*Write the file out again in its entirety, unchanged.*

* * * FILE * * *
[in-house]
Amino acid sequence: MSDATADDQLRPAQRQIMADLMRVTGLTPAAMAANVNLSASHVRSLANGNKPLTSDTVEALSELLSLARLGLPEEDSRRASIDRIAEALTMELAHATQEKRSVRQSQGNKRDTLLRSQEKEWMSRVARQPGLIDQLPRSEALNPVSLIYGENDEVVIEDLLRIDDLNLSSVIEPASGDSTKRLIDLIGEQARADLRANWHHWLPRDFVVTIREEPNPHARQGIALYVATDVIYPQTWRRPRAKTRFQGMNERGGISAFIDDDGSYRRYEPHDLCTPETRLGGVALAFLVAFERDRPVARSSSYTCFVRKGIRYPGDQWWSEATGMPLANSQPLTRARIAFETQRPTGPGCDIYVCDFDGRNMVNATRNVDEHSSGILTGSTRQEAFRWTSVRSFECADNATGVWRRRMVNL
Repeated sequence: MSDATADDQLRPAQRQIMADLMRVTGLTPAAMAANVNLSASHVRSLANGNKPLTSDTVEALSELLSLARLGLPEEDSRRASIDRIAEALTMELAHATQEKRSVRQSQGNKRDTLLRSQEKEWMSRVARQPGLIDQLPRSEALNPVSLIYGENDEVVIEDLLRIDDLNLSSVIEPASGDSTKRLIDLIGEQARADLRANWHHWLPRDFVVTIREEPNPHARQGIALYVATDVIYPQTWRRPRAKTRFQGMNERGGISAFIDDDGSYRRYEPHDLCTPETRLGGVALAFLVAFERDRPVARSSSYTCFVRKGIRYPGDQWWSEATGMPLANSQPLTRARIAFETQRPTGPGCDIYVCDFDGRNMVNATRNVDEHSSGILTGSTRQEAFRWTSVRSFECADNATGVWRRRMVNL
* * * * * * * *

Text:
[in-house]
Amino acid sequence: MSDATADDQLRPAQRQIMADLMRVTGLTPAAMAANVNLSASHVRSLANGNKPLTSDTVEALSELLSLARLGLPEEDSRRASIDRIAEALTMELAHATQEKRSVRQSQGNKRDTLLRSQEKEWMSRVARQPGLIDQLPRSEALNPVSLIYGENDEVVIEDLLRIDDLNLSSVIEPASGDSTKRLIDLIGEQARADLRANWHHWLPRDFVVTIREEPNPHARQGIALYVATDVIYPQTWRRPRAKTRFQGMNERGGISAFIDDDGSYRRYEPHDLCTPETRLGGVALAFLVAFERDRPVARSSSYTCFVRKGIRYPGDQWWSEATGMPLANSQPLTRARIAFETQRPTGPGCDIYVCDFDGRNMVNATRNVDEHSSGILTGSTRQEAFRWTSVRSFECADNATGVWRRRMVNL
Repeated sequence: MSDATADDQLRPAQRQIMADLMRVTGLTPAAMAANVNLSASHVRSLANGNKPLTSDTVEALSELLSLARLGLPEEDSRRASIDRIAEALTMELAHATQEKRSVRQSQGNKRDTLLRSQEKEWMSRVARQPGLIDQLPRSEALNPVSLIYGENDEVVIEDLLRIDDLNLSSVIEPASGDSTKRLIDLIGEQARADLRANWHHWLPRDFVVTIREEPNPHARQGIALYVATDVIYPQTWRRPRAKTRFQGMNERGGISAFIDDDGSYRRYEPHDLCTPETRLGGVALAFLVAFERDRPVARSSSYTCFVRKGIRYPGDQWWSEATGMPLANSQPLTRARIAFETQRPTGPGCDIYVCDFDGRNMVNATRNVDEHSSGILTGSTRQEAFRWTSVRSFECADNATGVWRRRMVNL